ANCHORAGE (AP) -- The Alaska Board of Game passed a measure aimed at protecting the Toklat wolf pack in an area outside Denali National Park. But it's drawing fire from wildlife groups as well as hunters and trappers.
By a vote of 5-2, the board voted late Tuesday night to close 29 square miles of state land outside the park to the taking of wolves through the year 2002. The closure would expire after 2002.
The heated debate over protection of Toklat wolves has pitted backers of wildlife viewing against trappers and hunters who advocate killing wolves to boost moose populations.
Some 20,000 people view and photograph the Toklat wolves each year along the Denali Park Road. Because the wolves become habituated to humans in the park, they are easy prey for hunters and trappers when they stray outside the park. Ninety percent of the Toklat pack's range is within the park, but about 10 percent is in an area just outside the park's northeast border.
In February, Gov. Tony Knowles told the Board of Game that he would not approve state wolf control programs for the McGrath and Nelchina areas until the board sets aside areas that protect bears and wolves for wildlife viewing. McGrath area residents have complained that wolves have ravaged the local moose population on which they depend for food.
Knowles spokesman Bob King said Wednesday that it was too soon to say if the board's action to protect the Toklat wolves meets the governor's requirements.
''When the governor made his request with the Game Board he called for areas for complete protection of wolves. This is an area that has a two-year sunset on it and that's of concern,'' King said.
King also noted that the measure approved by the board does not include protection for the Sanctuary wolves, a pack that roams near the entrance of the park as well as on state lands outside the park and into more populated areas. The original proposal before the board included protection for the Sanctuary pack.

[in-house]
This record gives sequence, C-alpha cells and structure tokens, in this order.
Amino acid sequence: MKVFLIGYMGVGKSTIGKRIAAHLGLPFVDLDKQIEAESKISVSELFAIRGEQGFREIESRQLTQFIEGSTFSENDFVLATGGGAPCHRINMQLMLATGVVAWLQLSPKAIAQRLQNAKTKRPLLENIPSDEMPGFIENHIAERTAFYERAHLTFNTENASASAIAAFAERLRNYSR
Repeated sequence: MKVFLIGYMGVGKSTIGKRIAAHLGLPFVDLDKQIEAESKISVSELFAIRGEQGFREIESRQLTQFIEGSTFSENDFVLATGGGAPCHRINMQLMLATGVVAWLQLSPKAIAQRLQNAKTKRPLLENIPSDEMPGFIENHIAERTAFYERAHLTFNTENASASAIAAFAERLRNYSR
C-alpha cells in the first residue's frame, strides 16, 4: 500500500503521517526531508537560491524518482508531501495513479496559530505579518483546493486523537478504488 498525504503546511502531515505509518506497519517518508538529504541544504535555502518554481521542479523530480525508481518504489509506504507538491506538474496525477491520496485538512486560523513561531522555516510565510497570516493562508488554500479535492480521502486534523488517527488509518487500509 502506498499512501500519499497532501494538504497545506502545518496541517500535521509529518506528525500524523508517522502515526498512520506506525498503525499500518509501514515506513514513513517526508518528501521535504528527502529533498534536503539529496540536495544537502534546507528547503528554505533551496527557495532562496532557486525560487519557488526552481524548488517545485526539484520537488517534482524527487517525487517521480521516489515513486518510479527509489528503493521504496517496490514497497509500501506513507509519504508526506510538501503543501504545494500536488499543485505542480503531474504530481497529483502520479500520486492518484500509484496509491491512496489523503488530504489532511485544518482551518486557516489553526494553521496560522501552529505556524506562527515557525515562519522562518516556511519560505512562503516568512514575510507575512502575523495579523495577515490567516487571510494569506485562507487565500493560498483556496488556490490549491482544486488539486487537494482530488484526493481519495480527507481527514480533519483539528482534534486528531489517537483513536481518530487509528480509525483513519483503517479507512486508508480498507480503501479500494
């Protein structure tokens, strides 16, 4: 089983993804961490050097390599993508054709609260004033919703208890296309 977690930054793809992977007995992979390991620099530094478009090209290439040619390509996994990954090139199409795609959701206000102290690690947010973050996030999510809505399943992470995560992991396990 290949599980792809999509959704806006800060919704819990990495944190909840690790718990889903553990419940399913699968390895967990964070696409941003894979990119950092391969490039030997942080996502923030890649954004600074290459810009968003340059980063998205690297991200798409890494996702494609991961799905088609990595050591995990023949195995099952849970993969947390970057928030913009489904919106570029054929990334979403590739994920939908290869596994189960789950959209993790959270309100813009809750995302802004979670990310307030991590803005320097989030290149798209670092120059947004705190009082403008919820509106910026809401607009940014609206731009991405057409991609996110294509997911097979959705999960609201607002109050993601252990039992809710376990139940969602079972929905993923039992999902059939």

Board members Mike Fleagle and Chip Dennerlein cast the only two votes against the measure. Dennerlein voted against it because the measure would expire in two years.
Fleagle, who is also the chief of the McGrath Native Village Council, called the measure ''a significant toe hold for an attack on consumptive uses in Alaska.''
Paul Joslin, executive director of the Alaska Wildlife Alliance, said the measure doesn't go far enough. He said up to 600 square miles should be set aside to protect the wolves.
''What's been done for the Toklat wolves is more of a symbolic gesture than anything substantial. The Toklat wolves are the most viewed pack in the world and should be given first-rate protection. The Sanctuary wolves they left out entirely,'' Joslin said.
Board member Greg Streveler said the board worked hard to reach a compromise on the issue. He called the measure that passed a good faith effort to meet the needs of wildlife viewers and the needs of local residents who use wolves. The two-year expiration of the measure helped gain more support from board members.
But Lynn Keogh, a member of the board of the Alaska Trappers Association, said there was no scientific basis for the buffer zone.
''They need a buffer on a 4 million-acre park? That's ludicrous,'' Keogh said. ''The wolves are still viewable, they're still there, they have not been annihilated, there's no scientific reason whatsoever.''
The move will encourage the growth of a pack that is habituated to humans, Keogh said.
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